Differentiability for an integral function

Mathematics Asked by andereBen on December 4, 2020

I can’t conclude the following exercise:

Let $f in L^{1}[0,2]$ , $psi:[0,1] rightarrow [0,1]$ a function and $F[0,1] rightarrow mathbb{R}$ defined by $$F(t)= int_0^1 f(x+psi(t))dx$$ for every $ t in [0,1]$.

  • Show that if $psi$ is continuous then $F$ is continuous.
  • Show that if $psi in C^{1}$ and $psi'(t)>0$ for every $t in [0,1]$, then $F$ is differentiable for almost every $ t in [0,1]$.

  • Let $s<t$: I consider the difference

$$|F(t)-F(s)| = left| int_0^1Bigl[f(x+psi(t)) – f(x+psi(s)) Bigr] dx right| leq int_0^1 left| f(x+ psi(t)) – f(x+psi(s)) right|dx$$

Taking the limit as $s rightarrow t^{-}$ and using the fact that $f in L^{1}$, I can pass the limit inside the sign of integral in the rhs, and I obtain the continuity.

  • Here if $f$ would be differentiable, everything would work. Since it is only $L^1$, this function can’t be differentiated, so I was thinking to split the variables in $f(x+psi(t))$, but I don’t know how.

Any help/answer/hint is highly appreciated

One Answer

As pointed out by @Kavi Rama Murthy, your proof of continuity is not correct as one cannot deduce the a.e.-pointwise convergence of the integrand.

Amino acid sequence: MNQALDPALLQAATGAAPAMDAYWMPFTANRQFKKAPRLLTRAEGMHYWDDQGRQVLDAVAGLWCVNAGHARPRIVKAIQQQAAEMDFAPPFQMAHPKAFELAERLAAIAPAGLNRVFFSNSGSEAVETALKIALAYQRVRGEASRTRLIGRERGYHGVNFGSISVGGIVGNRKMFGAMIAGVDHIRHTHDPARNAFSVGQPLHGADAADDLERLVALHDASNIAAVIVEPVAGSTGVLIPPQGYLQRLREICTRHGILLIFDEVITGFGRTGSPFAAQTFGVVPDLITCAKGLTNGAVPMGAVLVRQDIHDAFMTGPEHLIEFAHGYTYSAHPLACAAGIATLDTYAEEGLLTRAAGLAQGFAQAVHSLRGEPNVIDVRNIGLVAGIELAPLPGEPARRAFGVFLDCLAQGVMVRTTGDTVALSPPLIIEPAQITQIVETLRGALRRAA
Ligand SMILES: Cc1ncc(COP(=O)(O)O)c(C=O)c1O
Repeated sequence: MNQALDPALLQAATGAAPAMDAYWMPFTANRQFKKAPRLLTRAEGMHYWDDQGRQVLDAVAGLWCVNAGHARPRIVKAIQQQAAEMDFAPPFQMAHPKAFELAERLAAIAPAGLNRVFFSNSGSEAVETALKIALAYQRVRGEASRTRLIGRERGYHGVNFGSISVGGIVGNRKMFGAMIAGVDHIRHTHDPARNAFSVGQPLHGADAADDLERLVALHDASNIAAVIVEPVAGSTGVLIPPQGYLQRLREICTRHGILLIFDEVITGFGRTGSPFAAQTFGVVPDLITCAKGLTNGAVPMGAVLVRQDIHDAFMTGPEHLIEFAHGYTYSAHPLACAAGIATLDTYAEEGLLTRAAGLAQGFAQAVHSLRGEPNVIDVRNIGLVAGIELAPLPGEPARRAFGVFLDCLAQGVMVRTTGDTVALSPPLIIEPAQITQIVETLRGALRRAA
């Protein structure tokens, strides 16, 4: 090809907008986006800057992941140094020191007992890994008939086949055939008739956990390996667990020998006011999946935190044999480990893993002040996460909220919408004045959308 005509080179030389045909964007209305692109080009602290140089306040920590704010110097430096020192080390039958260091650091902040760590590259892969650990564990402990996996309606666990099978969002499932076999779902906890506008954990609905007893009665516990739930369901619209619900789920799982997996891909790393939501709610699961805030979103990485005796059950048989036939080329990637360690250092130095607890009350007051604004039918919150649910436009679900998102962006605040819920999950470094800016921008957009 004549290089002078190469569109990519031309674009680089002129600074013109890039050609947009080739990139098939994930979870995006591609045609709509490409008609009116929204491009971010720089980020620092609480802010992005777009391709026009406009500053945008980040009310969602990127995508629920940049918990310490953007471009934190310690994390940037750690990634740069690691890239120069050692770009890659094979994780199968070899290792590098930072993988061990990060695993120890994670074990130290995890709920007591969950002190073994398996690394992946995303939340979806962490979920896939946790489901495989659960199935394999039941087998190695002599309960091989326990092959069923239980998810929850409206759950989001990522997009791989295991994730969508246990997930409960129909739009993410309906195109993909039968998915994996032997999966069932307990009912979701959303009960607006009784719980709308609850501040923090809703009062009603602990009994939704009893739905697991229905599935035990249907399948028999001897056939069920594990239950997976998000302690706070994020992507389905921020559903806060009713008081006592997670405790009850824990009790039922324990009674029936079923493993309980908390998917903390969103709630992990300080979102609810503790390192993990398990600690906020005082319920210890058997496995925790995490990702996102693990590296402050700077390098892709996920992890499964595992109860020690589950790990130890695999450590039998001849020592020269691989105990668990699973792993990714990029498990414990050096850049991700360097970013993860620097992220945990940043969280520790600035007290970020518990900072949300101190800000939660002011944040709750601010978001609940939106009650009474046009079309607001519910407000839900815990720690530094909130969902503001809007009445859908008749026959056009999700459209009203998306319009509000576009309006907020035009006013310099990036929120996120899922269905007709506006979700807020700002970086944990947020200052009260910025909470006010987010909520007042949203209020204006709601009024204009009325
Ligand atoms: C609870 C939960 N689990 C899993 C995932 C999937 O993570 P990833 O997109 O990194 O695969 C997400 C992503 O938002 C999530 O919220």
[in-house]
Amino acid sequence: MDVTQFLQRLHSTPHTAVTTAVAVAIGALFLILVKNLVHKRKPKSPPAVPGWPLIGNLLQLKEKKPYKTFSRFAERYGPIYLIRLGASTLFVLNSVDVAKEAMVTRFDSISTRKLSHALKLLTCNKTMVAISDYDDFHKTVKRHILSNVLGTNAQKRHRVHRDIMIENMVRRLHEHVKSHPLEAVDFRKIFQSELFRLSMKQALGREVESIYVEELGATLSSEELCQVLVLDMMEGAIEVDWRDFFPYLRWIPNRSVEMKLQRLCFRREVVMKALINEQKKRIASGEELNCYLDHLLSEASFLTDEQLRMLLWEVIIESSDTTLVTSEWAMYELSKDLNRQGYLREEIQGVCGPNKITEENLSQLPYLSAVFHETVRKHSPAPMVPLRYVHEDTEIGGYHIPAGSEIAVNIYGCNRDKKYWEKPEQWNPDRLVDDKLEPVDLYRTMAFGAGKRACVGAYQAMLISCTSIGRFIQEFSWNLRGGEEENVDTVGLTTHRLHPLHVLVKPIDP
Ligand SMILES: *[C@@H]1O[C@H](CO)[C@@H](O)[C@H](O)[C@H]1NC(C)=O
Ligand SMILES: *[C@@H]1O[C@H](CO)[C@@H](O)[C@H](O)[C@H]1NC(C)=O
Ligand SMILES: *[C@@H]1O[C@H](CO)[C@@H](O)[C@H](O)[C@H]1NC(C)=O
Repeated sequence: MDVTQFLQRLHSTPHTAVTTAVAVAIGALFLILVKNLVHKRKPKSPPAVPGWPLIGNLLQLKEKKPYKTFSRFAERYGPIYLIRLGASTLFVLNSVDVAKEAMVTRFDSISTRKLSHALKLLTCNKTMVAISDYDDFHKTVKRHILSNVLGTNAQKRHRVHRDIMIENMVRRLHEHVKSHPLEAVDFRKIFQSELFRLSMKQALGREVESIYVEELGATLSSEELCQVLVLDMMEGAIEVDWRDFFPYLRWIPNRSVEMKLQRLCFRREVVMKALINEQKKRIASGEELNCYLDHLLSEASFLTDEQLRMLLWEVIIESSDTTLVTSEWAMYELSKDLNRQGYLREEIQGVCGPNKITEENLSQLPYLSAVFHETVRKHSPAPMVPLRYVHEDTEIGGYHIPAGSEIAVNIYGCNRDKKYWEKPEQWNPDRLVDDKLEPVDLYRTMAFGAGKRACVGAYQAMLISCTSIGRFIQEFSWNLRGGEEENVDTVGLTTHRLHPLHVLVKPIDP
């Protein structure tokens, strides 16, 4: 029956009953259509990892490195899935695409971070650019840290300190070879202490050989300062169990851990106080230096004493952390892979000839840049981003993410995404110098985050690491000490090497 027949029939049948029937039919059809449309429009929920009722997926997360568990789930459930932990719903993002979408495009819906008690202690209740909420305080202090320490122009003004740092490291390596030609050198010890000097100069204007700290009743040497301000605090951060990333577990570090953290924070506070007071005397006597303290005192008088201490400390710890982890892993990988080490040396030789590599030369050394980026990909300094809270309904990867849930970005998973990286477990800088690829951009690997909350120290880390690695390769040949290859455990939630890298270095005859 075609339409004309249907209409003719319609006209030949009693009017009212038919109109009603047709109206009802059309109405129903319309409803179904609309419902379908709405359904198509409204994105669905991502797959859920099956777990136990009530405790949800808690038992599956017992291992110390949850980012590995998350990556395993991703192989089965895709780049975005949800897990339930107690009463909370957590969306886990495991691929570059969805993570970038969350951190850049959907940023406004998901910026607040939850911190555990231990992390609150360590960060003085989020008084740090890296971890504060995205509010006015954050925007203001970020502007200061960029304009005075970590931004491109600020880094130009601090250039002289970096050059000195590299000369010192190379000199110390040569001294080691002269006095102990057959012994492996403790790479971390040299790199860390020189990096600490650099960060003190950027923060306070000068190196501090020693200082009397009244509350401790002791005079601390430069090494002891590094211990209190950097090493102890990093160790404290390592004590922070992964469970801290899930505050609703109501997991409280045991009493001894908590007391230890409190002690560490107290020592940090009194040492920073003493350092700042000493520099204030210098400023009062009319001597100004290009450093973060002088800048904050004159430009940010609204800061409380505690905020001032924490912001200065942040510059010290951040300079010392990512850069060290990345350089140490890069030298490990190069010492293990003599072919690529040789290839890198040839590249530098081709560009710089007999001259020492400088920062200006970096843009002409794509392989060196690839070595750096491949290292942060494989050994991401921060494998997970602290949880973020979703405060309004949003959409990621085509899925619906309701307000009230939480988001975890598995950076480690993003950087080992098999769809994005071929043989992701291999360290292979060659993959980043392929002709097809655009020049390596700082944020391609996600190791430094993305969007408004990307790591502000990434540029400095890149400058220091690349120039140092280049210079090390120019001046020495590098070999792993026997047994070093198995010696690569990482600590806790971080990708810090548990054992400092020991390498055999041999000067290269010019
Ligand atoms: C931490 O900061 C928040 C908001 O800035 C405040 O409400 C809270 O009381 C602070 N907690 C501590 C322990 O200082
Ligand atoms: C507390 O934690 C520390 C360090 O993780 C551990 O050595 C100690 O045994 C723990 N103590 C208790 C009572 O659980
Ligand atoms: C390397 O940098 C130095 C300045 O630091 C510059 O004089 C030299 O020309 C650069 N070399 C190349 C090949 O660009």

(a) For the continuity, recast the integral as

$$ F(t) = int_{0}^{2} f(x)mathbf{1}_{[psi(t),psi(t)+1]}(x) , mathrm{d}x $$

and then note that now one can apply the dominated convergence theorem.

(b) The above representation also allows to solve the second part. To this end, let

$$ E = { u in [0, 1] : text{both $u$ and $u+1$ are Lebesgue points of $f$} }. $$

If $Z$ denotes the complement of the set of Lebesgue points of $f$ in $[0, 2]$, then $Z$ has measure zero by the Lebesgue differentiation theorem. Moreover,

$$[0,1]setminus E subseteq Z cup (Z-1), $$

and so, $E$ has full measure in $[0,1]$. Now by the assumption, $psi$ has a $C^1$ inverse, and so, $psi^{-1}(E)$ also has full measure in $[0,1]$. Finally, if $t in psi^{-1}(E)$, then both $psi(t)$ and $psi(t)+1$ are Lebesgue points of $f$, and so,

$$ frac{F(t+h) - F(t)}{h} = frac{1}{h} int_{psi(t)+1}^{psi(t+h)+1} f(x) , mathrm{d}x - frac{1}{h} int_{psi(t)}^{psi(t+h)} f(x) , mathrm{d}x $$

converges as $h to 0$. This completes the proof.

Correct answer by Sangchul Lee on December 4, 2020

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